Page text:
Tag: feminist movement

Feminism and the Workforce

I am writing this using my touch typing because honestly I can’t see much.  My eyes are puffy and sore.  I’m not sure if this is normal.  I will call the doctor in the morning to find out.  I know a week to 10 days of recovery is not uncommon.

I just finished reading The Undomestic Goddess by Sophie Kinsella for the 6th or 7th time.  It is not an award winning book plot-wise but I think it is funny and when I’m sick or feeling down I reach for Kinsella’s writing every time.  I listened to it on audibook and lately I’ve had a lot of time with my audio books 🙂

So, the main story behind this book is a woman named Samantha is just about to be made partner in a prestigious corporate law firm in London.  To get to this point she regularly logs 60+ hours and never has time for social gatherings or even time to think for herself. She doesn’t know how to toast a bagel, iron a shirt or replace the bag in her vacuum. The only time she gives to herself is an occasional viewing of the Waltons for comfort.

Then through a massive mistake Samantha panics, flees to the country and ends up working as a housekeeper in a big lofty house. It is admittedly ridiculous but if you can get behind all of that fluffy plot and think about the questions Kinsella is asking, it is a thought provoking book.

It touches on one of my favorite topics- work.  Why we work, how we work, what motivates us to work, how does money, power, control figure into work?  What do we lose in work? What sacrifices are worth making for work and which one’s aren’t? How do we find that elusive balance between work and life?  These are all questions that fascinate me.

Kinsella’s book made me think about work and feminism in a new way and has left me pondering…

My entire life I was taught in school that pre-feminist women were disenfranchised (which they were) and unhappy mainly because of their unequal share and positions in the workforce.  Men had the power and money at work; therefore, they had the eventual satisfaction and happiness. By confining themselves to the home in unpaid labor, the traditional woman, could not contribute all she could to the world; thereby leaving her unhappy and unfulfilled.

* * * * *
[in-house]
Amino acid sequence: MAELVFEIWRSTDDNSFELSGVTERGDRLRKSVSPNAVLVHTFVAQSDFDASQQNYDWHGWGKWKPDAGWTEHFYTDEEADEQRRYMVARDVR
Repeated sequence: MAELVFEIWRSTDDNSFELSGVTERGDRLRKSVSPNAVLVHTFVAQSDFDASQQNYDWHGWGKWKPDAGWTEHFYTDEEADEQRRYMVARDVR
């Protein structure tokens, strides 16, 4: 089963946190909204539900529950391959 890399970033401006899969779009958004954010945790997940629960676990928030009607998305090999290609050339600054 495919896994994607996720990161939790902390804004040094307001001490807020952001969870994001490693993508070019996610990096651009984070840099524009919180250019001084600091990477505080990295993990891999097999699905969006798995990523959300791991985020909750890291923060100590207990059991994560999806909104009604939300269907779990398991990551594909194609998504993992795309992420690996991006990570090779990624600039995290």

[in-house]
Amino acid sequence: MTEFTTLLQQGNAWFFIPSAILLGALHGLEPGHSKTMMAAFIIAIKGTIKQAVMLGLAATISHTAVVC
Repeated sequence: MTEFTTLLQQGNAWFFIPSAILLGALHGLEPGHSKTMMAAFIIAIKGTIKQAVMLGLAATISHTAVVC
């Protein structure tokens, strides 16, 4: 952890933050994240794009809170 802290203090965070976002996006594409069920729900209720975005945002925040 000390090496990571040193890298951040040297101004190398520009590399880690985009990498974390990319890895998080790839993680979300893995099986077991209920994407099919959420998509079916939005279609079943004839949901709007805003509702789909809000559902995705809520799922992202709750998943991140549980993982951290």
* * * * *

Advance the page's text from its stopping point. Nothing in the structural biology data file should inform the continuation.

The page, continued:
I remember reading Betty Friedan:

“Each suburban wife struggles with it alone. As she made the beds, shopped for groceries, matched slipcover material, ate peanut butter sandwiches with her children, chauffeured Cub Scouts and Brownies, lay beside her husband at night- she was afraid to ask even of herself the silent question– ‘Is this all?”

I wonder if Mrs.  Friedan would have the honesty to ask this same question of a lopsided career woman like Samantha in the novel who works, works, works?   Couldn’t you make a similar list full of the daily deadening tasks of the career woman and ask the same questions at the end? I wonder what she’d think of such a problem?

In some ways the modern career woman asks the Is this all? question even more frequently than her predecessors because they attempt to do all in the work-world and at home. One commenter on this very blog said of her life:

“I feel…I don’t know…a societal pressure of sorts to make mothering a priority. As a working mom, I feel as though I have two full time jobs (and neither gets done to its full need). No one is pressuring my husband, or men in general to find a better balance between work and home”

This highly stretched living ends up leaving a lot of women feeling that they do many things but don’t do them particularly well.  I think every woman has moments where she feels mediocre because she’s pushed too far, too fast, with limited time.

When I was young (high school or college aged) I readily assumed my greatest accomplishment in life would be from my work. Nobody ever said ‘you will get your greatest satisfaction from your hobbies or from serving in the community’.  Think about it- what do we ask children about their future lives?  It’s what do they want to be someday, what do they want to do for their job.

People at church said I’d get the most fulfillment from my family but this was largely ignored as passe sentiment by the young me.  Also family is not a controllable outcome; therefore, depending on it for your contribution to the world can be a risky enterprise.  Work is at least more in our control.

In the book, Samantha finds, to her surprise,  that not working actually gives her the most joy and fulfillment- taking weekends off and having a life are what make her truly happy whether her work be in the domestic or corporate sphere.  This seems to defy everything I was taught as a young girl?  Fulfillment from the weekends? Those are just for play?

For both men and women, the world is telling us to focus on work, work, work but our hearts are almost always telling us  life, life, life.  Easier said than done.  Whether your a teacher, nurse or accountant, work has become such an overwhelming part of most modern woman’s lives.  For someone like me this is especially true as I work from home.  I think this leaves most women feeling unsatisfied with a huge part of their lives. Just the opposite of what the feminists told me.